The essential feature of Conduct Disorder, according to the APA, is a “repetitive and persistent pattern” of rule breaking or activity which violates other people’s basic rights. The manual identifies four broad categories of behavior under this heading: aggression; destruction of property; theft or deceitfulness; and serious violation of rules.
DSM goes on to state that individuals with this disorder display little concern for the feelings or welfare of others, are frequently callous and indifferent to other people’s pain and loss, and show little in the way of feelings of guilt or remorse. Poor frustration tolerance, irritability, temper tantrums, and recklessness are cited as frequently associated features.
Diagnostic Criteria for Conduct Disorder
The notion that the kinds of serious misbehaviors described above are caused by a mental disorder represents an enormous departure from common sense and conventional wisdom. For this reason, the complete list of DSM criteria are set out below, to enable the reader to clearly assess the APA’s position on this matter. The manual lists the following fifteen items, three of which must have been present in the previous twelve months:
Aggression to people and animals:
(1) often bullies, threatens, or intimidates others
(2) often initiates physical fights
(3) has used a weapon that can cause serious physical harm to others (e.g., a bat, brick, broken bottle, knife, gun)
(4) has been physically cruel to people
(5) has been physically cruel to animals
(6) has stolen while confronting a victim (e.g., mugging, purse snatching, extortion, armed robbery)
(7) has forced someone into sexual activity
Destruction of property
(8) has deliberately engaged in fire setting with the intention of causing serious damage
(9) has deliberately destroyed others’ property (other than by fire setting)
Deceitfulness or theft
(10) has broken into someone else’s house, building, or car
(11) often lies to obtain goods or favors or to avoid obligations (i.e., “cons” others)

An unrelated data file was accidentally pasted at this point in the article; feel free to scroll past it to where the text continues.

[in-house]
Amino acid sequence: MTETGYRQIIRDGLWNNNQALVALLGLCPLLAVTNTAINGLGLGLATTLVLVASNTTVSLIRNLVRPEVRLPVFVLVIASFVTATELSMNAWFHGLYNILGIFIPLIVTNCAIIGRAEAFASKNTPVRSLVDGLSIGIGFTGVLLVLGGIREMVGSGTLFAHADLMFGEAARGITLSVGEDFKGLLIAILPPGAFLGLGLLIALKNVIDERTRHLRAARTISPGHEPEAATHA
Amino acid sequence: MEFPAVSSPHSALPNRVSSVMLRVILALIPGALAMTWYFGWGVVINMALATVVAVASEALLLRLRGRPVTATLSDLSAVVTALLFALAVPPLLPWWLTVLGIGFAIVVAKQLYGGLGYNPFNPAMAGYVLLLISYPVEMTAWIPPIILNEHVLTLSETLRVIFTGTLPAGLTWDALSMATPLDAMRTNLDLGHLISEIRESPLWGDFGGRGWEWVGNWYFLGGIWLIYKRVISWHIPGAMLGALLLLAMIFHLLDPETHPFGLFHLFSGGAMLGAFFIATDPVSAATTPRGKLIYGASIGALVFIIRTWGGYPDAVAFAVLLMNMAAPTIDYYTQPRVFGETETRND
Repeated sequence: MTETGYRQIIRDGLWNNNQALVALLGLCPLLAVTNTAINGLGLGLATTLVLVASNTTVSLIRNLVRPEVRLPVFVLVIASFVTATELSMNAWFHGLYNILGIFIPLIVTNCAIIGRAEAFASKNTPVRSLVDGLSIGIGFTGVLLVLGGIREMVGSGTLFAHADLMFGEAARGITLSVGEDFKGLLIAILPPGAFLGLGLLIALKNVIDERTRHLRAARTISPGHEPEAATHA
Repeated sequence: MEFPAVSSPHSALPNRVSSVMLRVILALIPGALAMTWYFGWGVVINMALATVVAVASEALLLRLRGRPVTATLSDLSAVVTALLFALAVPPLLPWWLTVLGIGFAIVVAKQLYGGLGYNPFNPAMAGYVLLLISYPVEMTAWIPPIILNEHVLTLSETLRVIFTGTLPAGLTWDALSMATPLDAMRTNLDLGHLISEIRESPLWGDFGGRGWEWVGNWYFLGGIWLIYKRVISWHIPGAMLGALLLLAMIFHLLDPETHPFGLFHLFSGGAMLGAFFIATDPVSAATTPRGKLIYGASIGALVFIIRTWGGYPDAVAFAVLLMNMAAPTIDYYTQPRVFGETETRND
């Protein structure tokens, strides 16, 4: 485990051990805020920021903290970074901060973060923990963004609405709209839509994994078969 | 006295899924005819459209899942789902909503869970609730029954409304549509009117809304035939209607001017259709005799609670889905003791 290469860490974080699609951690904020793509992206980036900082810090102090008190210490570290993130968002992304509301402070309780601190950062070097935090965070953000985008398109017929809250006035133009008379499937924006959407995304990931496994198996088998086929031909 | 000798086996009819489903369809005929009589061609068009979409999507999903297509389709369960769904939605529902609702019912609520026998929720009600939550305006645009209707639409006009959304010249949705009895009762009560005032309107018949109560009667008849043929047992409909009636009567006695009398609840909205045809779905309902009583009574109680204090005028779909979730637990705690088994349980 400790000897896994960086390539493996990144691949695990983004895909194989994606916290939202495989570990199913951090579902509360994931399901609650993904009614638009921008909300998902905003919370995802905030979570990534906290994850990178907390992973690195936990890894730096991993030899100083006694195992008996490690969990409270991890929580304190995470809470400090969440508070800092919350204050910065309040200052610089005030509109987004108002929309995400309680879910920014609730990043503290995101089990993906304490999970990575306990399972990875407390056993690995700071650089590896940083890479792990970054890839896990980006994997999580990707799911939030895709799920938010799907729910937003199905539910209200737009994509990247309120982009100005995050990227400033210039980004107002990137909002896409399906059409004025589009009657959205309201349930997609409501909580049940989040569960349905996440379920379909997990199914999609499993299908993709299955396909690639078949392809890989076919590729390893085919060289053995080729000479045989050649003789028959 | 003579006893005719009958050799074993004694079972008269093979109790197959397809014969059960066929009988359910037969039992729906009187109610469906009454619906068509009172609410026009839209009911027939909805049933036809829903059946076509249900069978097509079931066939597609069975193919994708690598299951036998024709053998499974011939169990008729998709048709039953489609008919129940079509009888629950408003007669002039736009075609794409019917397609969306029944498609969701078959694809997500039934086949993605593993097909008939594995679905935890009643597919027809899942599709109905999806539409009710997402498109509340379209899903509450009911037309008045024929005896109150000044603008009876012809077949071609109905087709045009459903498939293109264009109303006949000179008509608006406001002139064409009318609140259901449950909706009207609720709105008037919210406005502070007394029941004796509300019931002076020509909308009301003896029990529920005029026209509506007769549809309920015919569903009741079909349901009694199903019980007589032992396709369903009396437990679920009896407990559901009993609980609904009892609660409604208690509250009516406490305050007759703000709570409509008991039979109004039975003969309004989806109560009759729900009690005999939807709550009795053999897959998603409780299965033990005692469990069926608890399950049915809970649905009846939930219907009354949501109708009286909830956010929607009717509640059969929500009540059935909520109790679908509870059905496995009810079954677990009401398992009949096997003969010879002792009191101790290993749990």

(12) has stolen items of nontrivial value without confronting a victim (e.g., shoplifting, but without breaking and entering; forgery)
Serious violations of rules
(13) often stays out at night despite parental prohibitions, beginning before age 13 years
(14) has run away from home at least twice while living in parental or parental surrogate home (or once without returning for a lengthy period)
(15) is often truant from school, beginning before age 13 years
It is clear from these criteria that what is being described here is plain old-fashioned criminality. A serial rapist, for instance, who threatens his victims with a weapon meets criteria 1, 3, and 7, and is therefore suffering from a mental illness. A person who smashes car windows to steal from the glove compartment, who steals from stores, and who bullies and intimidates his family meets criteria 1, 11, and 12, and is also suffering from a mental illness. Just about any kind of criminality you care to imagine is covered by these criteria. In other words, a “diagnosis” of Conduct Disorder means habitual criminality. The APA is not saying that some habitual criminals have a mental illness. Rather, they are saying that habitual criminality in and of itself constitutes a mental illness.
APA’s estimates of prevalence rates are high: 6 to 16% for males, and 2 to 9% for females. DSM goes on to state that Conduct Disorder is “one of the most frequently diagnosed conditions in outpatient and inpatient mental health facilities for children.” The so-called disorder is not confined to children, however, and the manual makes it clear that the diagnosis can be assigned to adults if they meet the criteria.
As with most mental health diagnoses, the critical issue is not whether the misbehaviors in question represent serious problems. Clearly they do. Rather, the issue is whether or not they should be conceptualized as mental disorders. Former generations would have used more conventional terms, such as delinquency, villainy, vandalism, crime, brutality, etc., to describe these kinds of activities, and as with ADHD, would for the most part have identified lax or inconsistent parental discipline as the proximate cause. By calling these misbehaviors a mental disorder, the APA is promoting an entirely different way of conceptualizing these problems, and in particular is promoting the notion that these kinds of problems need to be treated by psychiatrists and other mental health workers. The assignment of the diagnosis also implies that the problem is something inherent to the child, and downplays the role of the parents, or indeed of other factors.